by Matthew Shupe, CIRES/NOAA scientist and co-coordinator of MOSAiC

We are just spinning in circles around here. Around and around. Our floe just keeps on turning. Over the many days that we’ve been here the orientation of our floe didn’t change much, the ship having a robust SW heading. But in the last two days we have spun in two full circles, including about 410 degrees in just the last day! This is really remarkable, and I have no idea how it happens. Is it somehow drag on the floe due to the ship, or just dynamics in the ocean? There have not really been many winds to speak of. No one else understands this either. But it has a fascinating effect on our perspective. Standing out on the short of the floe, you look out and so many other floes go drifting by, seemingly moving quickly. While some of these floes are likely moving in reality, our spinning floe gives the impression that everything else is moving very fast. We are not used to that, as typically our floe just drifts along with everything else. Another one of those Arctic mysteries.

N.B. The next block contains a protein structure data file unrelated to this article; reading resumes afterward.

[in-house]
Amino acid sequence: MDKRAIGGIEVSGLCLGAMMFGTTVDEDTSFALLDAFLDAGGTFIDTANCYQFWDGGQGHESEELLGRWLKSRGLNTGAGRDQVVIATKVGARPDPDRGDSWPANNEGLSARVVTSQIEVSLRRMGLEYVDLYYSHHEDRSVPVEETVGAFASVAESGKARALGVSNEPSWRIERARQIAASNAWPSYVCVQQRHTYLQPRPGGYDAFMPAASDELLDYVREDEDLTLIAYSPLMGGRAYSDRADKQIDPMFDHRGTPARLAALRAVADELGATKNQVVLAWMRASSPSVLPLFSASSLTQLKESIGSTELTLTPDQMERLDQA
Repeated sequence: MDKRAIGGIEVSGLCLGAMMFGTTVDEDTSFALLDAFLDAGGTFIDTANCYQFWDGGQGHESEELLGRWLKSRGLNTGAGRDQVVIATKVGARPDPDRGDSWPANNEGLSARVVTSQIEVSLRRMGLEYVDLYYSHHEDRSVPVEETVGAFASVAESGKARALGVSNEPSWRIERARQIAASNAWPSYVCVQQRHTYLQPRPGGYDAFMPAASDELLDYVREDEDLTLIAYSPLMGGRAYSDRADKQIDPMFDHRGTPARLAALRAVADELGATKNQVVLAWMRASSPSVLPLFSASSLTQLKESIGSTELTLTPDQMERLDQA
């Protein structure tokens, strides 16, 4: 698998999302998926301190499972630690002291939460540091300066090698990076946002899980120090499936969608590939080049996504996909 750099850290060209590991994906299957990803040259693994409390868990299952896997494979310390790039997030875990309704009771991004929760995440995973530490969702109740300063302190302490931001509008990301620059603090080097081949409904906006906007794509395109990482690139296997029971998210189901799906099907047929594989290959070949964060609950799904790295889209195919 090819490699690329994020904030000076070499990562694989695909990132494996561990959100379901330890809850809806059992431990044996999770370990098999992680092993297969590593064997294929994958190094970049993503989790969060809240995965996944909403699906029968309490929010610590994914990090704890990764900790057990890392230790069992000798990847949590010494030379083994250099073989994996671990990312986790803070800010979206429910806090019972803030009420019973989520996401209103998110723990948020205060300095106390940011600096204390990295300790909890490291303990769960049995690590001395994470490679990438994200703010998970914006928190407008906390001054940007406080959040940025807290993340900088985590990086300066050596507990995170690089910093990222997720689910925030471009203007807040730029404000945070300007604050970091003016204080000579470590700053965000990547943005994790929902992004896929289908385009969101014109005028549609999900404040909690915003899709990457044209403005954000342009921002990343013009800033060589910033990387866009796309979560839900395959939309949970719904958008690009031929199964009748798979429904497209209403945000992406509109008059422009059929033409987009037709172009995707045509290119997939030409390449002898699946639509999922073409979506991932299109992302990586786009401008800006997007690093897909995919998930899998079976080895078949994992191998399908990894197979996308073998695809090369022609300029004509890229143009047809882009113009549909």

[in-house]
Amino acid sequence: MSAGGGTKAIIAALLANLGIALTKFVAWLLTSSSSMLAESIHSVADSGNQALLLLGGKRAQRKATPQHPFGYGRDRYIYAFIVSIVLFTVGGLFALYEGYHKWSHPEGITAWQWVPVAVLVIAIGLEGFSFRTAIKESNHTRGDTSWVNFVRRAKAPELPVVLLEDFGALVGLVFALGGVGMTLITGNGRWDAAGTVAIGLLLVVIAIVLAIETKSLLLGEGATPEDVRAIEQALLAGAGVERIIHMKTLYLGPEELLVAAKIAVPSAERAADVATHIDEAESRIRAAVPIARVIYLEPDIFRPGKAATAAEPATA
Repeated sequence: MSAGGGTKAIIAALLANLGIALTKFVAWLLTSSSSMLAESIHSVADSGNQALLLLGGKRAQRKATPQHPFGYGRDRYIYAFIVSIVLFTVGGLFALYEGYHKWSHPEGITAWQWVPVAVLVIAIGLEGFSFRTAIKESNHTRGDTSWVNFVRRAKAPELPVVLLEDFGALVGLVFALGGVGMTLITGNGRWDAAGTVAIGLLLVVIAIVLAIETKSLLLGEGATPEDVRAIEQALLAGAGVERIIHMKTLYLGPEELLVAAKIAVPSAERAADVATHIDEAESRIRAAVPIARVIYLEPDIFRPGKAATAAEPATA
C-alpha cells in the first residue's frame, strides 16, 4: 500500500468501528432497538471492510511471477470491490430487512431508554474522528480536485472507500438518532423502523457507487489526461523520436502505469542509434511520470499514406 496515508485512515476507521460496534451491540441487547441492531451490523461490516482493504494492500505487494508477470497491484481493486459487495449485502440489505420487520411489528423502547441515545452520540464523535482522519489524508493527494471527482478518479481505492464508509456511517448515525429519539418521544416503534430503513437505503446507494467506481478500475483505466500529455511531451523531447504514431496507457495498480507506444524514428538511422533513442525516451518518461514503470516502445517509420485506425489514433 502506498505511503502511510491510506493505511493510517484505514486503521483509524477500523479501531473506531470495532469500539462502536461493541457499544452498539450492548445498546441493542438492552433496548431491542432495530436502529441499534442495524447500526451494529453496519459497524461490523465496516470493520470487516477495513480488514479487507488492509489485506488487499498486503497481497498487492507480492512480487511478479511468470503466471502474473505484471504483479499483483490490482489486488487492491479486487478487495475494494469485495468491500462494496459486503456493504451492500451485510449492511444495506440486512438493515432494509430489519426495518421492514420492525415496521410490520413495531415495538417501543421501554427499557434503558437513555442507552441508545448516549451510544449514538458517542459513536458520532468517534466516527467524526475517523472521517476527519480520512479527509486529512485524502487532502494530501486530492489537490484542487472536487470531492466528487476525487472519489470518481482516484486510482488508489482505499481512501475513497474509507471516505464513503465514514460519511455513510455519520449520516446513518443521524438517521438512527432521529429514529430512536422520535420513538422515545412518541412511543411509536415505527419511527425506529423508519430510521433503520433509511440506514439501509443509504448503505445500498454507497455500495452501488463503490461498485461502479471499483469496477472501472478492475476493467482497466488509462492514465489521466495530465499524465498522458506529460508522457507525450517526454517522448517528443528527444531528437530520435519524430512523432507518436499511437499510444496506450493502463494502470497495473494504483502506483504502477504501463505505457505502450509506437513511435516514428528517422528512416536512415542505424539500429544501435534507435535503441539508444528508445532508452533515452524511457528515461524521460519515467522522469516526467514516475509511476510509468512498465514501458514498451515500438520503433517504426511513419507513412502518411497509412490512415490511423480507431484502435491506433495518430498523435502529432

After drifting away, the Polarstern returns to its original parking spot. Photo: Lianna Nixon/CIRES and CU Boulder.

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